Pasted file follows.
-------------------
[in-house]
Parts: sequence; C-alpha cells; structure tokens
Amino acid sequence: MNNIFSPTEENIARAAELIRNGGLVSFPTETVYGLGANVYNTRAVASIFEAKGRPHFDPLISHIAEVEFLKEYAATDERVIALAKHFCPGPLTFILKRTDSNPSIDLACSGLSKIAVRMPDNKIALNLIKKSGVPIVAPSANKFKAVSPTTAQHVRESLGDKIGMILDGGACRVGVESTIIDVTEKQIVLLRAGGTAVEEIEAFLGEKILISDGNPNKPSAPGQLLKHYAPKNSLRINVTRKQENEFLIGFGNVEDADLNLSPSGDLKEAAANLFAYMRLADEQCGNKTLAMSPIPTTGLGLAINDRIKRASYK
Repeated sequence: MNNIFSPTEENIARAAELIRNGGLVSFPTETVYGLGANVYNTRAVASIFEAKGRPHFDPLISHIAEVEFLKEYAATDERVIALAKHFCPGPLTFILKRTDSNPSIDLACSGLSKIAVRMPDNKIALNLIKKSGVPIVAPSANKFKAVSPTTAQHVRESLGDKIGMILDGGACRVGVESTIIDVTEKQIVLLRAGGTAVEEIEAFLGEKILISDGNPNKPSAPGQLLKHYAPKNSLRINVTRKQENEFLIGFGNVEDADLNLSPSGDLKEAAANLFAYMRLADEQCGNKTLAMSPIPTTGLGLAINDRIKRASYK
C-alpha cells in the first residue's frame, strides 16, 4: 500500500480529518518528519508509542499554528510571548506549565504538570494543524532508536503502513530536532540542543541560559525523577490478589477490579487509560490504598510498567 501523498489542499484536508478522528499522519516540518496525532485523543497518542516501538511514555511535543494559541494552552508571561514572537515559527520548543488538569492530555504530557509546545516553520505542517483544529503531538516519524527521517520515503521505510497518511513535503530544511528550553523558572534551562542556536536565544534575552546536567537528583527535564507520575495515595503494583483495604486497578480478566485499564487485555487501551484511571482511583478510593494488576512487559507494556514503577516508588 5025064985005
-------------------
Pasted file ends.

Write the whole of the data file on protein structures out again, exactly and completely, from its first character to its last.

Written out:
[in-house]
Parts: sequence; C-alpha cells; structure tokens
Amino acid sequence: MNNIFSPTEENIARAAELIRNGGLVSFPTETVYGLGANVYNTRAVASIFEAKGRPHFDPLISHIAEVEFLKEYAATDERVIALAKHFCPGPLTFILKRTDSNPSIDLACSGLSKIAVRMPDNKIALNLIKKSGVPIVAPSANKFKAVSPTTAQHVRESLGDKIGMILDGGACRVGVESTIIDVTEKQIVLLRAGGTAVEEIEAFLGEKILISDGNPNKPSAPGQLLKHYAPKNSLRINVTRKQENEFLIGFGNVEDADLNLSPSGDLKEAAANLFAYMRLADEQCGNKTLAMSPIPTTGLGLAINDRIKRASYK
Repeated sequence: MNNIFSPTEENIARAAELIRNGGLVSFPTETVYGLGANVYNTRAVASIFEAKGRPHFDPLISHIAEVEFLKEYAATDERVIALAKHFCPGPLTFILKRTDSNPSIDLACSGLSKIAVRMPDNKIALNLIKKSGVPIVAPSANKFKAVSPTTAQHVRESLGDKIGMILDGGACRVGVESTIIDVTEKQIVLLRAGGTAVEEIEAFLGEKILISDGNPNKPSAPGQLLKHYAPKNSLRINVTRKQENEFLIGFGNVEDADLNLSPSGDLKEAAANLFAYMRLADEQCGNKTLAMSPIPTTGLGLAINDRIKRASYK
C-alpha cells in the first residue's frame, strides 16, 4: 500500500480529518518528519508509542499554528510571548506549565504538570494543524532508536503502513530536532540542543541560559525523577490478589477490579487509560490504598510498567 501523498489542499484536508478522528499522519516540518496525532485523543497518542516501538511514555511535543494559541494552552508571561514572537515559527520548543488538569492530555504530557509546545516553520505542517483544529503531538516519524527521517520515503521505510497518511513535503530544511528550553523558572534551562542556536536565544534575552546536567537528583527535564507520575495515595503494583483495604486497578480478566485499564487485555487501551484511571482511583478510593494488576512487559507494556514503577516508588 5025064985005